This is a nice origin story — and perhaps it’s the way Dean himself remembered it decades later when he was being lauded as the “father” of one of the “greatest public health achievements of the twentieth century”— but this version of the history of fluoridation is not supported by contemporaneous historical evidence.
An extensive series of letters between Dean and McKay reveals the evolution of their thinking on fluoride. The letters are housed at the U. S. National Library of Medicine in Bethesda, Maryland where they were dug up by former BBC journalist Christopher Bryson while researching for his book, “The Fluoride Deception.”
Throughout the 1930s, the years between when fluoride was identified as the cause of dental fluorosis and the first call to add fluoride to public water supplies, there is not a single mention of the “inexplicable” resistance to cavities the NIH story claims McKay readily observed.
Instead, for the first several years after fluoride’s effect on tooth enamel was discovered, Dean and McKay spent a lot of time discussing the toxic limit for fluoride in water, a level they came to identify as roughly 1.3 ppm (PHS would later cite 1.2 ppm as “optimal”). By the end of the decade, it was still not clear to McKay whether fluoride might accelerate cavities rather than prevent them.
But by 1940, one thing was clear to both Dean and McKay: someone was sensationalizing their research on fluoride in the press.
In multiple letters, the two dentists lament how fluoride and its effect on teeth was being portrayed in the media:
“I fail to see why there should be such public interest in a paper that reaches no conclusions and makes no recommendations,” Dean wrote.
“I agree it is inopportune just now to represent that method of dealing with [cavities] with so much assurance,” McKay responded.
Even just a few months before the commencement of the first fluoridation trial in Grand Rapids — an endeavor Dean oversaw as the head dentist at the U. S. Public Health Service — a government transcript Bryson uncovered in his research shows Dean was against public fluoridation trials because of a lack of safety studies.
“We’ve looked at nothing but teeth,” Dean warned.
In the transcript of the meeting that took place in April, 1944, Dean expressed concern that long-term exposure, even to low doses of fluoride in drinking water, could have negative health effects. For example, he mentioned evidence of increased risk for cataracts and questioned the cumulative effect of fluoridated drinking water on people with impaired kidney function.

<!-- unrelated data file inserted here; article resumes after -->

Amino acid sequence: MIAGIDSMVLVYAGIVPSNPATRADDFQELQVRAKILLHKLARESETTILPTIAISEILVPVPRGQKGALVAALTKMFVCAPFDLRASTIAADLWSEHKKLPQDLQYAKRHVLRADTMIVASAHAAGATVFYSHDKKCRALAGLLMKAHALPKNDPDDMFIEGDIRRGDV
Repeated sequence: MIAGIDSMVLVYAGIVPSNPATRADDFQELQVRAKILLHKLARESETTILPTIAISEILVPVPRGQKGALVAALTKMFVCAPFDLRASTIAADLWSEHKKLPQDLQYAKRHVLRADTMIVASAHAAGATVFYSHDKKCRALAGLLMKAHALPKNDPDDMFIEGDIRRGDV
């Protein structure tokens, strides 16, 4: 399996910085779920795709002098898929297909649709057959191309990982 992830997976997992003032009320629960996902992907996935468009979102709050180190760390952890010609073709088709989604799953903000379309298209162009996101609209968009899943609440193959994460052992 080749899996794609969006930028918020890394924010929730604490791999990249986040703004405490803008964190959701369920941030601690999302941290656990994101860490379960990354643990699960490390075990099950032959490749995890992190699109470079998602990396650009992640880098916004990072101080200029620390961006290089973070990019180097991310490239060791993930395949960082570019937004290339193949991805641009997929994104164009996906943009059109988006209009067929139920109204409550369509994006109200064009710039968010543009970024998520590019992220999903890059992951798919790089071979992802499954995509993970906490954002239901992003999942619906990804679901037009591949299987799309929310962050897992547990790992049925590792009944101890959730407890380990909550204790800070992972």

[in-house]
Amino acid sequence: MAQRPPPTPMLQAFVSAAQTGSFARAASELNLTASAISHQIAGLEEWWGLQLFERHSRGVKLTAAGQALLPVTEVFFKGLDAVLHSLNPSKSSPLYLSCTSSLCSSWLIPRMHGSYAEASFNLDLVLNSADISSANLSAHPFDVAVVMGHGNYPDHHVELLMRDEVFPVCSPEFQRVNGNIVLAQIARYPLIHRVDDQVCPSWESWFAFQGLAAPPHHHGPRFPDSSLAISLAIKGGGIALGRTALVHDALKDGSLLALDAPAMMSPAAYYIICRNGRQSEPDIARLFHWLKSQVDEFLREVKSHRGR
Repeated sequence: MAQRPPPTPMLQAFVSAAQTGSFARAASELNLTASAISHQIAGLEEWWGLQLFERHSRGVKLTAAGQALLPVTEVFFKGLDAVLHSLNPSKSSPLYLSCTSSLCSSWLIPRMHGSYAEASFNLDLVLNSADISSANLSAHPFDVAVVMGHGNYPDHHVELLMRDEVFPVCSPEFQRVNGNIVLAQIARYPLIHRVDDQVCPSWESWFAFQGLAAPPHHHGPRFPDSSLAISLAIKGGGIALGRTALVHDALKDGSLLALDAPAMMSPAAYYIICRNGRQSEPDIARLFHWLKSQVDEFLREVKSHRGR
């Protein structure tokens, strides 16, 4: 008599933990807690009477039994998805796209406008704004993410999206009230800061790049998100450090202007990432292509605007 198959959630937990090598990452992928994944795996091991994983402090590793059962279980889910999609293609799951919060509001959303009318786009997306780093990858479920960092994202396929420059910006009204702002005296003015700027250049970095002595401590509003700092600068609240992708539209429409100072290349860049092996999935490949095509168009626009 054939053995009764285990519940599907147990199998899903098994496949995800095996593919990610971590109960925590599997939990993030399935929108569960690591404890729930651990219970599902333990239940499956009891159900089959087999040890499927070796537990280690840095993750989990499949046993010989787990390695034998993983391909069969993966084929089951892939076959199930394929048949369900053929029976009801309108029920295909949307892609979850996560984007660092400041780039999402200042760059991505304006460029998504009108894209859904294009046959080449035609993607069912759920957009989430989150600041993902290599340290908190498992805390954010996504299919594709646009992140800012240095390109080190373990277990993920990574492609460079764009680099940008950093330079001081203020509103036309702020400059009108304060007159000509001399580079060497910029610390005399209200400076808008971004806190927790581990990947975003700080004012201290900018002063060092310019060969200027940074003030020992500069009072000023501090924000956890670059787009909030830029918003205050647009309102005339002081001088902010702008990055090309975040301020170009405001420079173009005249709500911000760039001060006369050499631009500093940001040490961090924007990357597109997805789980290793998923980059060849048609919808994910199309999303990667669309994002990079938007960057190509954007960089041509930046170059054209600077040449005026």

Despite Dean’s opposition, local authorities voted to start the trial anyway. They pointed to public pressure as a driving factor in their decision:
“As you know, public interest in it has been very great through the publicity which was given out before we got into it at all… if communities are getting ready to do it, it had far better be done under careful control conditions…”
Once the Grand Rapids fluoridation trial was underway, other cities quickly followed suit, including the nearby city of Muskegon that was intended to serve as a control.
Despite the lack of a control group, the U. S. Public Health Service endorsed fluoridation as safe and effective in 1950, just five years into their 15-year study. Within months, other health authorities such as the American Dental Association (ADA) and the American Medical Association (AMA) released similar statements endorsing the safety of fluoridation, even though they did not conduct safety studies of their own.
Now that local municipalities across the country were told to add fluoride to public water supplies, industry had a profitable market for their fluoride air pollution. (In a letter written decades later, the EPA Deputy Assistant Administrator for Water described fluoridation as “an ideal environmental solution to a long-standing problem.”)
Critics of artificial water fluoridation point to the fact that industry was now profiting from the sale to water municipalities of their former hazardous waste product, hydrofluorosilicic acid, as evidence that corporate polluters were behind the government’s rush to endorse fluoridation.
Yet even with this new national market for fluoride chemicals, the financial interests behind fluoridation were exponentially greater than any profit corporate polluters stood to gain from the sale of hydrofluorosilicic acid.
Part two of our series on the pollution story behind fluoridation explores the deeper monetary incentives held by American industry regarding fluoride in the mid-twentieth century, including why corporate leaders believed the future of their industries — and thereby, national security — relied on the government’s declaration that long-term exposure to low doses of fluoride is safe.